Copper alloys of high resistance

Such conductor materials are used mainly in the manufacture of resistors, rheostats, measuring instruments and electric heating devices. Most often, copper alloys of constantan and manganin are used for this purpose. The resistivity of the first (86% Cu, 12% Mn, 2% Ni) is 0.42-0.48 μΩ / m, and the second (60% Cu, 40% Ni) 0.48-0.52 μΩ / m.

Relationship with the coefficient of thermal conductivity

The specific electrical conductivity of copper is 59 500 000 S / m. This index, as already mentioned, is correct, but only at a temperature of + 20 ° C. There is a definite relationship between the thermal conductivity of any metal and the conductivity. Establishes its Wiedemann-Franz law. It is performed for metals at high temperatures and is expressed in the following formula: K / γ = π 2/3 (k / e) 2 T, where y is the conductivity, k is the Boltzmann constant, and e is the elementary charge.

Of course, there is a similar connection with a metal such as copper. Thermal conductivity and electrical conductivity are very high. In second place after silver, it is on both these indicators.

Connection of copper and aluminum wires

Recently, electrical equipment of ever higher power began to be used in everyday life and industry. In Soviet times, the wiring was mainly made from cheap aluminum. Unfortunately, its performance characteristics do not correspond to new requirements. Therefore today in everyday life and in industry very often aluminum wires are changed to copper ones. The main advantage of the latter, in addition to the refractory properties, is that their conductive properties do not decrease with an oxidizing process.

Often, when upgrading the electricity network, aluminum and copper wires have to be connected. You can not do this directly. Actually, the electrical conductivity of aluminum and copper does not differ very much. But only the metals themselves. Oxidation films of aluminum and copper properties are not the same. Because of this, the conductivity at the junction is significantly reduced. Oxidizing film in aluminum is much more resistant than copper. Therefore, the connection of these two types of conductors must be made exclusively through special adapters. It can be, for example, clamps containing a paste that protects metals from the appearance of oxide. This version of the adapter is usually used when connecting wires on the street. In the premises, branching clamps are often used. Their design includes a special plate, which eliminates direct contact between aluminum and copper. In the absence of such conductors in domestic conditions, instead of twisting the wires, it is recommended to use the washer and nut as an intermediate "bridge".

Physical properties

Thus, we found out what is the electrical conductivity of copper. This indicator can vary depending on the impurities included in the composition of this metal. However, the demand for copper in the industry is determined by its other useful physical properties, information on which can be obtained from the table below.

Physical characteristics of Cu




Face-centered cubic, a = 3.6074 Å

Atomic radius

1.28 Å

Specific heat

385.48 J / (kg · K) at + 20 ° C

Thermal conductivity

394.279 W / (m · K) at + 20 ° C

Electrical resistance

1.68 · 10-8 Ω · m

Coefficient of linear expansion

17.0 · 10 -6


350 MN / m 2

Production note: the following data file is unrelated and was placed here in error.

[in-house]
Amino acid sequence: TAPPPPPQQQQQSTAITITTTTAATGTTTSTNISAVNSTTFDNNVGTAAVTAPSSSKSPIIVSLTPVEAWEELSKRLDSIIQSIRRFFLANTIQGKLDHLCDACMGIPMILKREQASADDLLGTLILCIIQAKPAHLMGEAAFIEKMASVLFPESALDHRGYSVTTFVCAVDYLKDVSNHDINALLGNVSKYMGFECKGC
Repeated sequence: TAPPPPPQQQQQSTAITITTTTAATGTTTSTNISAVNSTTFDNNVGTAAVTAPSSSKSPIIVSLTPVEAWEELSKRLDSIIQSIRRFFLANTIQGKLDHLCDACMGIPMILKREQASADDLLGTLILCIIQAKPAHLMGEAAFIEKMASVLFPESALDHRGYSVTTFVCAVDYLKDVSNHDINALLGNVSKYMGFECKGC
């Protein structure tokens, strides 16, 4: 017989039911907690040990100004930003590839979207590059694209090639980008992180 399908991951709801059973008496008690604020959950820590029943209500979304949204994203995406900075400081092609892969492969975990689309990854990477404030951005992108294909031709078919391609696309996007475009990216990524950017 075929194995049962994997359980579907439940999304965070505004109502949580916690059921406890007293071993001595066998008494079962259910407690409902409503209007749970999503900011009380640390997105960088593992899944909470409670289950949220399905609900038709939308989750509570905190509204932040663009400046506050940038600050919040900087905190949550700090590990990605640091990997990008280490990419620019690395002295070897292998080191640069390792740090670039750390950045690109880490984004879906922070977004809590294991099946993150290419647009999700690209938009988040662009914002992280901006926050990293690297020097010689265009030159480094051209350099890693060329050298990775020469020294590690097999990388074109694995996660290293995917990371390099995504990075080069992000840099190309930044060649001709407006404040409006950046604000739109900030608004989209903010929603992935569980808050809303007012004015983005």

Ultimate tensile strength

220 MN / m 2

Chemical properties

For such characteristics, copper, the electrical conductivity and thermal conductivity of which is very high, occupies an intermediate position between the elements of the first triad of the eighth group and the alkaline ones of the first group of the periodic table. Its main chemical properties include:

  • Propensity to complex formation;

  • The ability to give colored compounds and insoluble sulfides.

The most characteristic for copper is the bivalent state. Similarities with alkali metals, it has virtually no. Its chemical activity is also low. In the presence of CO 2 or moisture, a green carbonate film forms on the copper surface. All copper salts are poisonous substances. In the single and divalent state, this metal forms very stable complex compounds. The most important for the industry are ammonia.

Scope of use

The high thermal and electrical conductivity of copper determines its wide application in a wide variety of industries. Of course, most often this metal is used in electrical engineering. However, this is not the only sphere of its application. Among other things, copper can be used:

  • In the jewelry business;

  • In architecture;

  • When assembling plumbing and heating systems;

  • In gas pipelines.

For the manufacture of various kinds of jewelry, a copper alloy with gold is used. This allows you to increase the resistance of jewelry to deformation and abrasion. In architecture, copper can be used for facing roofs and facades. The main advantage of this finish is durability. For example, the sheets of this metal are covered with the roof of a well-known architectural landmark - the Catholic Cathedral in the German city of Hildesheim. The copper roof of this building reliably protects its interior space for almost 700 years.

Engineering Communication

The main advantages of copper water pipes are also durability and reliability. In addition, this metal is able to give water special unique properties, making it useful for the body. For the assembly of gas pipelines and heating systems, copper pipes are also ideally suited - mainly due to their corrosion resistance and ductility. With an emergency increase in pressure, such lines can withstand a much greater load than steel. The only drawback of copper pipelines is their high cost.